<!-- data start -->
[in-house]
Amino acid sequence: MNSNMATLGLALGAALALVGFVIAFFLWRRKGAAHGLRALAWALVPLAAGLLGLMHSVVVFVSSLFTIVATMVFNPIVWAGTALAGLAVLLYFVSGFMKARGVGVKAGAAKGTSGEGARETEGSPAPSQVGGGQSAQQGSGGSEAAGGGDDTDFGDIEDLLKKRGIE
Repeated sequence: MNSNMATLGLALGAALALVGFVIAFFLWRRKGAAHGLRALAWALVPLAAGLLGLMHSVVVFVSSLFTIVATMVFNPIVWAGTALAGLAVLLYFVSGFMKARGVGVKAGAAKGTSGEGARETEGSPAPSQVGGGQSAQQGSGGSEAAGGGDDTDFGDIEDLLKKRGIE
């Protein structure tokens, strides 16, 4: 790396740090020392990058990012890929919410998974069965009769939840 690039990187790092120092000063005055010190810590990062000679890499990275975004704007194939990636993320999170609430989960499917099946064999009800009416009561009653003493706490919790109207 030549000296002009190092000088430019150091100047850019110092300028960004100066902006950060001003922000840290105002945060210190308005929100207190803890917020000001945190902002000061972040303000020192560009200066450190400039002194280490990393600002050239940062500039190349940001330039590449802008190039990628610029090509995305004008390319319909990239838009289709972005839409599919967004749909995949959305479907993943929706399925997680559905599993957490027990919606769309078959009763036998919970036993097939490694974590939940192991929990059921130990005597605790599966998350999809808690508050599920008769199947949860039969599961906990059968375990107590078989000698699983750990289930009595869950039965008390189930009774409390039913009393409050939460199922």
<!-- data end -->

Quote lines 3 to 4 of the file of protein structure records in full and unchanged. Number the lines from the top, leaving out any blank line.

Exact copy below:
Repeated sequence: MNSNMATLGLALGAALALVGFVIAFFLWRRKGAAHGLRALAWALVPLAAGLLGLMHSVVVFVSSLFTIVATMVFNPIVWAGTALAGLAVLLYFVSGFMKARGVGVKAGAAKGTSGEGARETEGSPAPSQVGGGQSAQQGSGGSEAAGGGDDTDFGDIEDLLKKRGIE
């Protein structure tokens, strides 16, 4: 790396740090020392990058990012890929919410998974069965009769939840 690039990187790092120092000063005055010190810590990062000679890499990275975004704007194939990636993320999170609430989960499917099946064999009800009416009561009653003493706490919790109207 030549000296002009190092000088430019150091100047850019110092300028960004100066902006950060001003922000840290105002945060210190308005929100207190803890917020000001945190902002000061972040303000020192560009200066450190400039002194280490990393600002050239940062500039190349940001330039590449802008190039990628610029090509995305004008390319319909990239838009289709972005839409599919967004749909995949959305479907993943929706399925997680559905599993957490027990919606769309078959009763036998919970036993097939490694974590939940192991929990059921130990005597605790599966998350999809808690508050599920008769199947949860039969599961906990059968375990107590078989000698699983750990289930009595869950039965008390189930009774409390039913009393409050939460199922």